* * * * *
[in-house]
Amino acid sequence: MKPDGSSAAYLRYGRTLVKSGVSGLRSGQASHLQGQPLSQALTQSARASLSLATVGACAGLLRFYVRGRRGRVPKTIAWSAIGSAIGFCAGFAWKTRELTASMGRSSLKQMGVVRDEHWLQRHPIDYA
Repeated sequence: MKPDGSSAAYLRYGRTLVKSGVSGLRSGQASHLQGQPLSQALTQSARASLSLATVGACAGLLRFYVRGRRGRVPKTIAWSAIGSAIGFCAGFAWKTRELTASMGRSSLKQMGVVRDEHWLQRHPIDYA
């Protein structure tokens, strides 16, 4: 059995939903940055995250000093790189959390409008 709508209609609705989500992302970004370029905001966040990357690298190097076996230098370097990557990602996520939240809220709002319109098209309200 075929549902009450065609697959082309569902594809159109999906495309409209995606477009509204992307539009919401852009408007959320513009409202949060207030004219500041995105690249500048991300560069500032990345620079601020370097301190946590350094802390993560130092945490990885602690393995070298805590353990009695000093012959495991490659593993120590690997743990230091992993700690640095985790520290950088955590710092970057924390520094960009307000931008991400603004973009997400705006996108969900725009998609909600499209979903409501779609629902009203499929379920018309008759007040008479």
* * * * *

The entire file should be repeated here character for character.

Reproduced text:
[in-house]
Amino acid sequence: MKPDGSSAAYLRYGRTLVKSGVSGLRSGQASHLQGQPLSQALTQSARASLSLATVGACAGLLRFYVRGRRGRVPKTIAWSAIGSAIGFCAGFAWKTRELTASMGRSSLKQMGVVRDEHWLQRHPIDYA
Repeated sequence: MKPDGSSAAYLRYGRTLVKSGVSGLRSGQASHLQGQPLSQALTQSARASLSLATVGACAGLLRFYVRGRRGRVPKTIAWSAIGSAIGFCAGFAWKTRELTASMGRSSLKQMGVVRDEHWLQRHPIDYA
């Protein structure tokens, strides 16, 4: 059995939903940055995250000093790189959390409008 709508209609609705989500992302970004370029905001966040990357690298190097076996230098370097990557990602996520939240809220709002319109098209309200 075929549902009450065609697959082309569902594809159109999906495309409209995606477009509204992307539009919401852009408007959320513009409202949060207030004219500041995105690249500048991300560069500032990345620079601020370097301190946590350094802390993560130092945490990885602690393995070298805590353990009695000093012959495991490659593993120590690997743990230091992993700690640095985790520290950088955590710092970057924390520094960009307000931008991400603004973009997400705006996108969900725009998609909600499209979903409501779609629902009203499929379920018309008759007040008479």